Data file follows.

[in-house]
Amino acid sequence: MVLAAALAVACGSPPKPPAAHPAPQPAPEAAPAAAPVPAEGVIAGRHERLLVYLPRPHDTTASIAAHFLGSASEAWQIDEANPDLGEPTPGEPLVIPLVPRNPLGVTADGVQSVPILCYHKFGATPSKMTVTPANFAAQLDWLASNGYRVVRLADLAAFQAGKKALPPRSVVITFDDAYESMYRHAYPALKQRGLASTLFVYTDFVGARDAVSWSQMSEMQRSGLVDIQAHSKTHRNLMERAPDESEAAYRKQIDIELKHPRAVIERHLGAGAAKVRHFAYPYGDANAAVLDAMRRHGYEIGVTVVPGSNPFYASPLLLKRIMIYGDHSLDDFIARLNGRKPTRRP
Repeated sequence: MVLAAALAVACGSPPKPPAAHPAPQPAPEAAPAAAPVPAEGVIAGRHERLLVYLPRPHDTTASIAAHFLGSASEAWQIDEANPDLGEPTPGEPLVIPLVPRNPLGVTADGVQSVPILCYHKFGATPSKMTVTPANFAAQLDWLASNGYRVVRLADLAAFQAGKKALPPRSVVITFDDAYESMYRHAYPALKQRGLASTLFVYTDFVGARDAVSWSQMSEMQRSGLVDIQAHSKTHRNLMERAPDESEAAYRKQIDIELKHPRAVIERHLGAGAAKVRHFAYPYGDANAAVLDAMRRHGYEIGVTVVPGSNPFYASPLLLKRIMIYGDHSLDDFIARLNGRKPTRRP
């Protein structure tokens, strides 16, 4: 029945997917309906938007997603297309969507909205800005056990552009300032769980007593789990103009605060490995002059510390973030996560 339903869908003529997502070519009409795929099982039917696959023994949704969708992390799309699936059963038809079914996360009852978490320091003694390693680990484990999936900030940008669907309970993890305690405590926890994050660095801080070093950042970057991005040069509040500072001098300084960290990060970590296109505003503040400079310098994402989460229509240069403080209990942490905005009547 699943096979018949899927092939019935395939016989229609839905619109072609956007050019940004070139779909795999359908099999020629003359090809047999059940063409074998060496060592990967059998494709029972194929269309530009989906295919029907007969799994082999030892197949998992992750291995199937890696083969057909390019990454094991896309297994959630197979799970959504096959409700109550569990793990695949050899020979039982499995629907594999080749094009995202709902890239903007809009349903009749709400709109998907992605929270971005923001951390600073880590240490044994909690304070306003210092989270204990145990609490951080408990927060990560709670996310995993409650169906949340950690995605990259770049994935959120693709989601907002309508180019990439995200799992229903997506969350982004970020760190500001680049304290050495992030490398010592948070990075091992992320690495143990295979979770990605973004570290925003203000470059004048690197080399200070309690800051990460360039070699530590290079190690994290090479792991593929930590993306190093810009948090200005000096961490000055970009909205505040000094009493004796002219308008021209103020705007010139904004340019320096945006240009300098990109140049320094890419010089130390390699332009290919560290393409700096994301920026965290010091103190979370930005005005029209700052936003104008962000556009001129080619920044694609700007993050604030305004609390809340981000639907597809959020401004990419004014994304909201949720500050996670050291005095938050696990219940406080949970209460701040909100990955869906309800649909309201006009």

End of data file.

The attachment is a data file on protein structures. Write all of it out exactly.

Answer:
[in-house]
Amino acid sequence: MVLAAALAVACGSPPKPPAAHPAPQPAPEAAPAAAPVPAEGVIAGRHERLLVYLPRPHDTTASIAAHFLGSASEAWQIDEANPDLGEPTPGEPLVIPLVPRNPLGVTADGVQSVPILCYHKFGATPSKMTVTPANFAAQLDWLASNGYRVVRLADLAAFQAGKKALPPRSVVITFDDAYESMYRHAYPALKQRGLASTLFVYTDFVGARDAVSWSQMSEMQRSGLVDIQAHSKTHRNLMERAPDESEAAYRKQIDIELKHPRAVIERHLGAGAAKVRHFAYPYGDANAAVLDAMRRHGYEIGVTVVPGSNPFYASPLLLKRIMIYGDHSLDDFIARLNGRKPTRRP
Repeated sequence: MVLAAALAVACGSPPKPPAAHPAPQPAPEAAPAAAPVPAEGVIAGRHERLLVYLPRPHDTTASIAAHFLGSASEAWQIDEANPDLGEPTPGEPLVIPLVPRNPLGVTADGVQSVPILCYHKFGATPSKMTVTPANFAAQLDWLASNGYRVVRLADLAAFQAGKKALPPRSVVITFDDAYESMYRHAYPALKQRGLASTLFVYTDFVGARDAVSWSQMSEMQRSGLVDIQAHSKTHRNLMERAPDESEAAYRKQIDIELKHPRAVIERHLGAGAAKVRHFAYPYGDANAAVLDAMRRHGYEIGVTVVPGSNPFYASPLLLKRIMIYGDHSLDDFIARLNGRKPTRRP
């Protein structure tokens, strides 16, 4: 029945997917309906938007997603297309969507909205800005056990552009300032769980007593789990103009605060490995002059510390973030996560 339903869908003529997502070519009409795929099982039917696959023994949704969708992390799309699936059963038809079914996360009852978490320091003694390693680990484990999936900030940008669907309970993890305690405590926890994050660095801080070093950042970057991005040069509040500072001098300084960290990060970590296109505003503040400079310098994402989460229509240069403080209990942490905005009547 699943096979018949899927092939019935395939016989229609839905619109072609956007050019940004070139779909795999359908099999020629003359090809047999059940063409074998060496060592990967059998494709029972194929269309530009989906295919029907007969799994082999030892197949998992992750291995199937890696083969057909390019990454094991896309297994959630197979799970959504096959409700109550569990793990695949050899020979039982499995629907594999080749094009995202709902890239903007809009349903009749709400709109998907992605929270971005923001951390600073880590240490044994909690304070306003210092989270204990145990609490951080408990927060990560709670996310995993409650169906949340950690995605990259770049994935959120693709989601907002309508180019990439995200799992229903997506969350982004970020760190500001680049304290050495992030490398010592948070990075091992992320690495143990295979979770990605973004570290925003203000470059004048690197080399200070309690800051990460360039070699530590290079190690994290090479792991593929930590993306190093810009948090200005000096961490000055970009909205505040000094009493004796002219308008021209103020705007010139904004340019320096945006240009300098990109140049320094890419010089130390390699332009290919560290393409700096994301920026965290010091103190979370930005005005029209700052936003104008962000556009001129080619920044694609700007993050604030305004609390809340981000639907597809959020401004990419004014994304909201949720500050996670050291005095938050696990219940406080949970209460701040909100990955869906309800649909309201006009």